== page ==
13 Massachusetts-Lowell vs. 4 North Dakota
11 Omaha vs. 6 Michigan

West Regional (St. Paul):
14 Minnesota vs. 2 St. Cloud State
9 Notre Dame vs 8 Denver

Once again, we have the same 16 teams in the tournament, and that’s about all we can do for this week.

See you here next week for the next Bracketology.

Here’s a summary of everything that we have covered.

This week’s brackets

East Regional (Albany):
15 Robert Morris vs. 3 Boston College
12 Harvard vs. 5 Providence

Northeast Regional (Worcester):
16 Minnesota State vs. 1 Quinnipiac
10 Boston University vs. 7 Yale

Midwest Regional (Cincinnati):
13 Massachusetts-Lowell vs. 4 North Dakota
11 Omaha vs. 6 Michigan

West Regional (St. Paul):
14 Minnesota vs. 2 St. Cloud State
9 Notre Dame vs 8 Denver

Conference breakdowns

Hockey East — 5
NCHC — 4
ECAC Hockey — 3
Big Ten — 2
WCHA — 1
Atlantic Hockey — 1

On the move

In: None

Out: None

Attendance woes?

Cincinnati is still iffy, even with North Dakota and Michigan there.

Last week’s brackets

East Regional (Albany):
15 Minnesota State vs. 4 Boston College
12 Harvard vs. 5 Providence

Northeast Regional (Worcester):
16 Robert Morris vs. 1 Quinnipiac
10 Yale vs 8 Denver

Midwest Regional (Cincinnati):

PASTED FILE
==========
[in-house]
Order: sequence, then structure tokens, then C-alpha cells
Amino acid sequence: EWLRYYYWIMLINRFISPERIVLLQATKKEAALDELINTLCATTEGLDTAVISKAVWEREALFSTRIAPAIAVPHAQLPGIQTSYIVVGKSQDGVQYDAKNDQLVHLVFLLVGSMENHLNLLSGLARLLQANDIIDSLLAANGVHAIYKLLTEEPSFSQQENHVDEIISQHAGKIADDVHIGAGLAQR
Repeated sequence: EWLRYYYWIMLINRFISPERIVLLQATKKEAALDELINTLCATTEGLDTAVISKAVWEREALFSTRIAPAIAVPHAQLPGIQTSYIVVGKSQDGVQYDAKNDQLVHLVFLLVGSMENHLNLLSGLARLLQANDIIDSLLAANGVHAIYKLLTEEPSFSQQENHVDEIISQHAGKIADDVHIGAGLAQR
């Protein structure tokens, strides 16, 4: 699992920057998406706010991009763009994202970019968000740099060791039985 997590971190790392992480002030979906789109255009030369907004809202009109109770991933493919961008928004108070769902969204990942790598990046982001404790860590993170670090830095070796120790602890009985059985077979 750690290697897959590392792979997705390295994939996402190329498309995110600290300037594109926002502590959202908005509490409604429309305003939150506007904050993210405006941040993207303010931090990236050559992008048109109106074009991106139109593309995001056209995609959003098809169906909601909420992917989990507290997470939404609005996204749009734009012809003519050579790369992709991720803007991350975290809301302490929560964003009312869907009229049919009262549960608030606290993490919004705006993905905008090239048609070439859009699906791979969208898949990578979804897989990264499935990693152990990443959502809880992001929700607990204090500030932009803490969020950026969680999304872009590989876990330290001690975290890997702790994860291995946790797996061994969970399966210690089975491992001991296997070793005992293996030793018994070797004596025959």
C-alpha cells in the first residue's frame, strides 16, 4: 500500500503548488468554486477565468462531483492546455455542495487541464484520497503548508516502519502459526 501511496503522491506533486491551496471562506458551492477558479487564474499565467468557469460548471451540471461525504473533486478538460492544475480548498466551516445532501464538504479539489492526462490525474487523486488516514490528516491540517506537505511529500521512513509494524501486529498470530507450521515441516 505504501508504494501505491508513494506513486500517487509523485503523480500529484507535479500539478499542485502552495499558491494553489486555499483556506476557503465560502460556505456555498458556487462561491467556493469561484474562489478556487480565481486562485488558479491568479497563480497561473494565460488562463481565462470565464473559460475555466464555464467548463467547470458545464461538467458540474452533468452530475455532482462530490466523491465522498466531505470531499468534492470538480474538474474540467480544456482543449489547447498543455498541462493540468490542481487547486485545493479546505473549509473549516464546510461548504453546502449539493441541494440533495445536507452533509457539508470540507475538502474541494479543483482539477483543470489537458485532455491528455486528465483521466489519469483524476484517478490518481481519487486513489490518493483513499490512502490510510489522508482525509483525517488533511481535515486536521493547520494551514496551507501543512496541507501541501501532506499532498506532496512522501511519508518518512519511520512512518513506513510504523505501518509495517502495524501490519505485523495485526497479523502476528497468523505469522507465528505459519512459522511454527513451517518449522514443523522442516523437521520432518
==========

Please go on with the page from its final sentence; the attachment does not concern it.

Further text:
13 Massachusetts-Lowell vs. 3 North Dakota
11 Boston University vs. 6 Michigan

West Regional (St. Paul):
14 Minnesota vs. 2 St. Cloud State
9 Omaha vs. 7 Notre Dame

  • Still no love for Castleton I see. Continuously picked every weekend to lose and they always pull through. No love in the rankings, no love in the blogs, well I’m glad they kicked ass this weekend and proved once again they belong. Unlike the other top ten teams that continue to fall each week.

  • Mshyacinth

    Friday night’s game against Norwich. Total blowout: Wesleyan 5, Norwich 2. Incredibly well fought game by Wesleyan.

  • DIII hockey fan

    I’d like to know who votes in these polls or whose smoking Norwich’s Pole. Unfortunately most people can’t watch DIII hockey on TV like DI otherewise an honest hocky voter would see Norwich is not the team it was last year… not yet anyway. Bowdoin and Colby wins were overated. And I guess losses to unranked Plattsburg twice, Manhattanville, Weslyan, and Castleton all supposedly lesser teams, doesn’t count. Get a grip voters how can a team stay in the same position after such losses… five to be exact.

  • Joe C


    Thanks for the update. I agree that Notre Dame is waiting for a football/Big East resolution to be complete. The last thing Notre Dame wants to do is to accept an invite to NCHC, WCHA or Hockey East, only to be forced to join the Big 10 (and by extension BTHC) between now and 2013.

    They can see the acrimony that was caused by Texas A&M, Syracuse and Pittsburgh’s moves, as well as the threatened moves by a host of other schools. Notre Dame strongly desires to keep its football independence and not be seen as burning any bridges, especially in this “me-first, do what is right for the university/league” mode that has infected the minds of those charge with running college sports.

    • Joezur

      I do not think the Big Ten would accept them with only a partial commitment – either all sports or none. Their desire for independence in football will limit their options for other sports.